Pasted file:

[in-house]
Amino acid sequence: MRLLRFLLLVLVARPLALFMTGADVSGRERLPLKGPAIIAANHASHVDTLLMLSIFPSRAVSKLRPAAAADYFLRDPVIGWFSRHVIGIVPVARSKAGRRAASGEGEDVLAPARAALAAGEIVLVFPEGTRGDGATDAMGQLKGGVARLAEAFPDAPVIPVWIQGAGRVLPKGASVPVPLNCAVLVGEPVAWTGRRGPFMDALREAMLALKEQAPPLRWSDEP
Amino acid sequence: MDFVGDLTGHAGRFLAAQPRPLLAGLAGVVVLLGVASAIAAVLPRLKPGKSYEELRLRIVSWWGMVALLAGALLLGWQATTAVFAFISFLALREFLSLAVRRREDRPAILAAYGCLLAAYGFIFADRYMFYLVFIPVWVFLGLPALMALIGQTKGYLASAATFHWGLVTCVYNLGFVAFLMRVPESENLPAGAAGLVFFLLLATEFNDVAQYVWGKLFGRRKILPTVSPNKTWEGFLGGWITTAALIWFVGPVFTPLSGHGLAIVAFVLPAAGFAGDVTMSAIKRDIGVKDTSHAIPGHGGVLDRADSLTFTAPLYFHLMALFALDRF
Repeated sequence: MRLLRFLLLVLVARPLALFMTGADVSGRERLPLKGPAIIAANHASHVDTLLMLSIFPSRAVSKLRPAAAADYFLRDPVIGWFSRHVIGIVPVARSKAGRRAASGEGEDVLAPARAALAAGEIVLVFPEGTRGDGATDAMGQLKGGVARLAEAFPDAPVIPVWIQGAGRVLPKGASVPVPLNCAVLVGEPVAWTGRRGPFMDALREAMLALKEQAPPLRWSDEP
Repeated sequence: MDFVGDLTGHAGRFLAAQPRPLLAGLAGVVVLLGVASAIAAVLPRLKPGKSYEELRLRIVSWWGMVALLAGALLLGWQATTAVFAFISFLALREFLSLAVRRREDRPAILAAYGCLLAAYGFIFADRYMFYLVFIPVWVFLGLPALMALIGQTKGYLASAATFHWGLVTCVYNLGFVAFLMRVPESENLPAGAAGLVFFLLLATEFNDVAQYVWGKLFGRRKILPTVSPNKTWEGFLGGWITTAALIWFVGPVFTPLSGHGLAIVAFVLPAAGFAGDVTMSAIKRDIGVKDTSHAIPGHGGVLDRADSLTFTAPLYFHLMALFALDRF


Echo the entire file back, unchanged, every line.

[in-house]
Amino acid sequence: MRLLRFLLLVLVARPLALFMTGADVSGRERLPLKGPAIIAANHASHVDTLLMLSIFPSRAVSKLRPAAAADYFLRDPVIGWFSRHVIGIVPVARSKAGRRAASGEGEDVLAPARAALAAGEIVLVFPEGTRGDGATDAMGQLKGGVARLAEAFPDAPVIPVWIQGAGRVLPKGASVPVPLNCAVLVGEPVAWTGRRGPFMDALREAMLALKEQAPPLRWSDEP
Amino acid sequence: MDFVGDLTGHAGRFLAAQPRPLLAGLAGVVVLLGVASAIAAVLPRLKPGKSYEELRLRIVSWWGMVALLAGALLLGWQATTAVFAFISFLALREFLSLAVRRREDRPAILAAYGCLLAAYGFIFADRYMFYLVFIPVWVFLGLPALMALIGQTKGYLASAATFHWGLVTCVYNLGFVAFLMRVPESENLPAGAAGLVFFLLLATEFNDVAQYVWGKLFGRRKILPTVSPNKTWEGFLGGWITTAALIWFVGPVFTPLSGHGLAIVAFVLPAAGFAGDVTMSAIKRDIGVKDTSHAIPGHGGVLDRADSLTFTAPLYFHLMALFALDRF
Repeated sequence: MRLLRFLLLVLVARPLALFMTGADVSGRERLPLKGPAIIAANHASHVDTLLMLSIFPSRAVSKLRPAAAADYFLRDPVIGWFSRHVIGIVPVARSKAGRRAASGEGEDVLAPARAALAAGEIVLVFPEGTRGDGATDAMGQLKGGVARLAEAFPDAPVIPVWIQGAGRVLPKGASVPVPLNCAVLVGEPVAWTGRRGPFMDALREAMLALKEQAPPLRWSDEP
Repeated sequence: MDFVGDLTGHAGRFLAAQPRPLLAGLAGVVVLLGVASAIAAVLPRLKPGKSYEELRLRIVSWWGMVALLAGALLLGWQATTAVFAFISFLALREFLSLAVRRREDRPAILAAYGCLLAAYGFIFADRYMFYLVFIPVWVFLGLPALMALIGQTKGYLASAATFHWGLVTCVYNLGFVAFLMRVPESENLPAGAAGLVFFLLLATEFNDVAQYVWGKLFGRRKILPTVSPNKTWEGFLGGWITTAALIWFVGPVFTPLSGHGLAIVAFVLPAAGFAGDVTMSAIKRDIGVKDTSHAIPGHGGVLDRADSLTFTAPLYFHLMALFALDRF